25 Dec 1994 04:57:44 GMT
Pete Vincent <VINCENT@TRIUMF.CA> wrote:
>In <email@example.com> firstname.lastname@example.org writes:
>` What about the Yakut? It is a modern day horse currently living in the
>` "coldest" areas of the Yakut territory in the Arctic circle.
>I wasn't disputing the existence of horses there, but their
>domestication, and particularly their use as mounts.. The open
>plains of the ukraine would be a much more practical place for
>equine transportation. In siberia, I don't imagine a mounted
>traveller would have any advantage over one on foot, although the
>horse could possibly still be useful as a pack animal. The early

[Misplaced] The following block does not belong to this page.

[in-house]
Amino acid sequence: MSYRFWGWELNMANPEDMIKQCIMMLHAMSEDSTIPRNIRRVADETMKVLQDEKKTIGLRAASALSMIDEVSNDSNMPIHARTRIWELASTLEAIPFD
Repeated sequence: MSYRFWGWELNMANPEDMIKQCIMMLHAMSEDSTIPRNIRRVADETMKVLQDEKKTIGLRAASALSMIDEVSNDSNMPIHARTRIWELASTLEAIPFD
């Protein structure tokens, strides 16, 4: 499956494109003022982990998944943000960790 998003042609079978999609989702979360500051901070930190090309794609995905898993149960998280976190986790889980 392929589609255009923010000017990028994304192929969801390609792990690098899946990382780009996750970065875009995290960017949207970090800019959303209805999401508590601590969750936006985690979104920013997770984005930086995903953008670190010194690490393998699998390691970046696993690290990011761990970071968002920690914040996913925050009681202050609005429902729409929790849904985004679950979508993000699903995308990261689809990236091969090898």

>bridles of which I'm aware were uncovered in the ukraine.
Actually, I would assume it would be easier to domesticate animals in
areas such as siberia. Earlier animals could be captured and
domesticated and used in similar ways to the reindeer. And out of sheer
laziness, I'd take a harnessed animal over my own two feet in following
migration patterns of other animals for food.
But then, it is the forest and steppe horses which are the basis of the
breeding of the warmbloods. It is possibly more than likely that they
would be the first domesticated.
(Remember folks, I'm not an anthroplogist or archaeologist...I'm just
going on what I know about horses. I'm also a tad sorry I am not at work
to do some research into this interesting topic.) :)
Tara R. Scholtz University of Maryland at College Park >@)
email@example.com or firstname.lastname@example.org McKeldin Library (V(_